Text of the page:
Broken Mirrors

In a world of perfect mirrors, broken mirrors are condemned to sadness and solitude
published: (updated: )
by Harshvardhan J. Pandit
romance story image for Broken Mirrors

The weather was warm, though a slight breeze kept flowing as if proclaiming it’s existence in the dying light of the evening sun. The beer in my hand grew warm, and I kept getting a chill. I finally put on my jacket and looked about at my friend. He was busy texting, his neck drowned in his phone, probably asking his girlfriend where she was, and how long it would be until she got here. I wondered what I was going to say to her when she arrived, or even why it was necessary for me to meet her.

As we waited, I watched people walk past us, lost and happy. Some football fans celebrating winning with loud calls and drunken dances. An old gentleman muttering over being distracted and distraught at the youth in it’s stupidity and glory. What caught my eye was a couple walking together, their hands entwined, eyes sharing a small world filled with great intimacy.

This world contained only themselves, like two perfect mirrors faced against each other, reflecting and existing only within reflections of the other. Everything else was in a different dimension, a different realm of existence. One could make out how their bodies brushed against each other, their steps unsteady, cheeks blushing in the wind. I watched them walk past with smiles on their faces, their laughter gaily reverberating in the air. The world was full of perfect mirrors, and broken ones were condemned to solitude and sadness, unable to reflect anything back without the ugliness of their cracked realities to others.

My thoughts and trance were broken by a girl walking and looking right at me. She was pretty, and walked with the confidence of knowing where she was going. Her eyes were jade, born from a blue aura that faded into golden rays around us. She had makeup on, but her beauty came from something beyond that. I was trying to find words to describe her when she stopped at our table, drew a stool, and sat down.

For formalities and mannerisms to be followed, I said “Hello”, and was greeted in kind. As she looked from me to my friend, the looks and glances that they both exchanged were witness to the love and intimacy they shared, where there was no need for any expression or greeting. It felt as though the mere existence of the other person provided enough warmth for their hearts. I was happy for my friend, and her as well, two mirrors that were happy in others company, lost in the infinite reflections within each other. I looked down at the beer, and gulped it all down in one go, and although I could feel it’s warmth spread in my stomach, my heart was still too cold.

A few beers later, we were laughing, and talking of things unimportant and unreal. We took turns playing the jukebox, and sang with the enthusiasm of alcohol in our veins. Songs changed, so did our moods, and our drinks. Between bathroom breaks, eating fish-and-chips, and talking nonsense, somehow I reached a point where I was drunk enough to ask one thing every friend meeting a girlfriend must. So I looked at her, at those pupils growing large in a sea of green, and asked “Why do you like him?”.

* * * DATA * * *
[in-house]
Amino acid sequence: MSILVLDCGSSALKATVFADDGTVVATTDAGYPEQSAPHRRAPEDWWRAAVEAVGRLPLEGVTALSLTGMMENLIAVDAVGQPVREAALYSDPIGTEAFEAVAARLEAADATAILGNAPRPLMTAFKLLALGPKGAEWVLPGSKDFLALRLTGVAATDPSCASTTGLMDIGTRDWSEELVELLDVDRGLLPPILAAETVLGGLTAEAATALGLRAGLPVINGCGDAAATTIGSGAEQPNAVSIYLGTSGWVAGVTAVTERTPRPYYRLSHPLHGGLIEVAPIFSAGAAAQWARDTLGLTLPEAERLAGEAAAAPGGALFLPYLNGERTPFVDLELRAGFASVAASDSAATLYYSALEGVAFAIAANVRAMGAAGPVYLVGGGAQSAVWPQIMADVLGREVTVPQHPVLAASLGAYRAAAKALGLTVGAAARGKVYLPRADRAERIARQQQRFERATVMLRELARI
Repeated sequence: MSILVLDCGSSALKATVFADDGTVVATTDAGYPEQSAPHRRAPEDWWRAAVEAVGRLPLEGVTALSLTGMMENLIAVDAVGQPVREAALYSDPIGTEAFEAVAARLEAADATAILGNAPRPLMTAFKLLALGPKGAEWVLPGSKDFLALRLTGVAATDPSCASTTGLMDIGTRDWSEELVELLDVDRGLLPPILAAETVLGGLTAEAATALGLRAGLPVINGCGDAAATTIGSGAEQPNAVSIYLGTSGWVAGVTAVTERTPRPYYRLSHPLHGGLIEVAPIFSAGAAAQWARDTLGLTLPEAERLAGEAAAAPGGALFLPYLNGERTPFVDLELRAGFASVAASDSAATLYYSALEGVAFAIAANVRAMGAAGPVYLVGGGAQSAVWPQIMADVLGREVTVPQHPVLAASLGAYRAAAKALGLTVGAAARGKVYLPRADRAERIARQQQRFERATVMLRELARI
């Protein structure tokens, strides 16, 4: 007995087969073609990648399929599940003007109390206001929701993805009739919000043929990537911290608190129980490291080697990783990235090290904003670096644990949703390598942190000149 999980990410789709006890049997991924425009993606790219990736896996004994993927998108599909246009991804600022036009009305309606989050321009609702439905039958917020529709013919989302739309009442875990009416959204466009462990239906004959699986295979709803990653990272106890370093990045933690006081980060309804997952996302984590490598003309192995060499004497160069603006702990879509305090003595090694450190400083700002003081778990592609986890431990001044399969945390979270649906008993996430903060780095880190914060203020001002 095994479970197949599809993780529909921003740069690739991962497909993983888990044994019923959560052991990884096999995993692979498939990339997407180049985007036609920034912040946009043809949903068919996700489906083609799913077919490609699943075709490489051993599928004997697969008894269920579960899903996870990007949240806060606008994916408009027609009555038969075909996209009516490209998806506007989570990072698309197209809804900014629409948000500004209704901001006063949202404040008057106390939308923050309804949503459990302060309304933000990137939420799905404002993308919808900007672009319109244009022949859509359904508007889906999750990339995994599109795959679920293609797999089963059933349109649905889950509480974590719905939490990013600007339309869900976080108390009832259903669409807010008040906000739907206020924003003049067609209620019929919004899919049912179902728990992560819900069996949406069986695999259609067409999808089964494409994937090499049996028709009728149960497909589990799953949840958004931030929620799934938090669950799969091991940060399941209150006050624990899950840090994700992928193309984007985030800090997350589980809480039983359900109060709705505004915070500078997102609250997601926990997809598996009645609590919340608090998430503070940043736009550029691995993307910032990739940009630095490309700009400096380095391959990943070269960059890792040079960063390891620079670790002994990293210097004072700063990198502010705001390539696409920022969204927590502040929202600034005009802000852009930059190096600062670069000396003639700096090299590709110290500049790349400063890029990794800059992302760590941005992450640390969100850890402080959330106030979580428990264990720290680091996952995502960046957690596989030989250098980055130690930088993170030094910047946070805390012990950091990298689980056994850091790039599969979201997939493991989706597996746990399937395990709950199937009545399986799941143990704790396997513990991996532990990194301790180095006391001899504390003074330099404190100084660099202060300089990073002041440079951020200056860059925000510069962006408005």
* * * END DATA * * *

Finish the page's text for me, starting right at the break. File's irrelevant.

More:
I could feel the atmosphere change, and realised that it was already dark outside. I could feel my friend grow uncomfortable, his jitter apparent in his eagerness to change the topic. I could feel the songs, the babble at the bar, all the noise in the world fade out in to the background, as I looked to her, wondering, timidly, if I had cast a crack on their lives.

Some people are sensitive, some people don’t have an answer. Some people are afraid, some people don’t care. I thought she was neither, taking her time to think, her eyes proof of her honesty. “Because he listens to me” was all she could manage, a struggle to say more. I smiled in return, an encouragement I hoped would not be mistaken, and asked her to elaborate. She tried, but couldn’t, all the words in the world were not enough to express the feelings of her heart. Finally she said, “It’s because he knows what to say, what to listen to. I don’t have to explain myself to me, If I’m mad he knows how to make me smile, if I’m sad, he knows how to make me happy.” And I was smiling once more, for I had heard that before, and I thought I understood what she said.

But as my head cleared, and as we were talking, I realised what I had missed, and it was so trivial, and yet so important. I saw the two of them holding hands on the table, not an intimate grasp of lovers, but perhaps, as fellow companions who shared the same fear and faced the same foe. I wondered why I was thinking what I was, and whether I was too drunk to understand what was going on. But as I looked at those two again, how they looked at each other, their fingers unknowingly clasped together, my heart throbbed with emptiness. I saw understanding, I saw love. Through a thousand unsaid words, I understood the cracks in the mirrors, and though I could not see them, I could feel them, and they were beautiful in the light of love.

The mirrors I saw in front of me were broken, each crack different from the other. And yet they could still shine and survive, accepting their harsh realities as they stood facing each other, naked, sharing an intimacy that reflected them along with all their cracks, indistinguishable from each other. I sat there, pondering their love and it’s inherent wisdom, realising for the first time, that even broken mirrors could reflect and survive.